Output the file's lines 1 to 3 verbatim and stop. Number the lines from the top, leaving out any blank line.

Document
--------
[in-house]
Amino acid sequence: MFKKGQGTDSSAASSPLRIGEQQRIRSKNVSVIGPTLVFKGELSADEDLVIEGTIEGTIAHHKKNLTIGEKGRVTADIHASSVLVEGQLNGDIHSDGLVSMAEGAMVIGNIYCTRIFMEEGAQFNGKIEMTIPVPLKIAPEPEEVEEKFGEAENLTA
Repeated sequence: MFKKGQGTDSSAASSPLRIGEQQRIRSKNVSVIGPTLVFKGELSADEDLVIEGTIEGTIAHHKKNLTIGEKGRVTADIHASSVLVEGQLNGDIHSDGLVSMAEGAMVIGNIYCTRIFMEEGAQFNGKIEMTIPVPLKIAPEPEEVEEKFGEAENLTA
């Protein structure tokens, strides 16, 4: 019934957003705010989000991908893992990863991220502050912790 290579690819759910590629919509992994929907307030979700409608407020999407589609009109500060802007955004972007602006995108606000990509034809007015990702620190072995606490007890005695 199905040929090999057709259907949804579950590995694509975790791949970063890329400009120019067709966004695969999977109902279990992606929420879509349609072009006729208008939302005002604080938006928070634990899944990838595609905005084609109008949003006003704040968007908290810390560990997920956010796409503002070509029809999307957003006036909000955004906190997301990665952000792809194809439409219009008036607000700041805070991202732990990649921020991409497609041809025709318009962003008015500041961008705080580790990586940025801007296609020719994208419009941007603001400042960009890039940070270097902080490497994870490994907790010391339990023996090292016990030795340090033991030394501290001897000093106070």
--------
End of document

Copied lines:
[in-house]
Amino acid sequence: MFKKGQGTDSSAASSPLRIGEQQRIRSKNVSVIGPTLVFKGELSADEDLVIEGTIEGTIAHHKKNLTIGEKGRVTADIHASSVLVEGQLNGDIHSDGLVSMAEGAMVIGNIYCTRIFMEEGAQFNGKIEMTIPVPLKIAPEPEEVEEKFGEAENLTA
Repeated sequence: MFKKGQGTDSSAASSPLRIGEQQRIRSKNVSVIGPTLVFKGELSADEDLVIEGTIEGTIAHHKKNLTIGEKGRVTADIHASSVLVEGQLNGDIHSDGLVSMAEGAMVIGNIYCTRIFMEEGAQFNGKIEMTIPVPLKIAPEPEEVEEKFGEAENLTA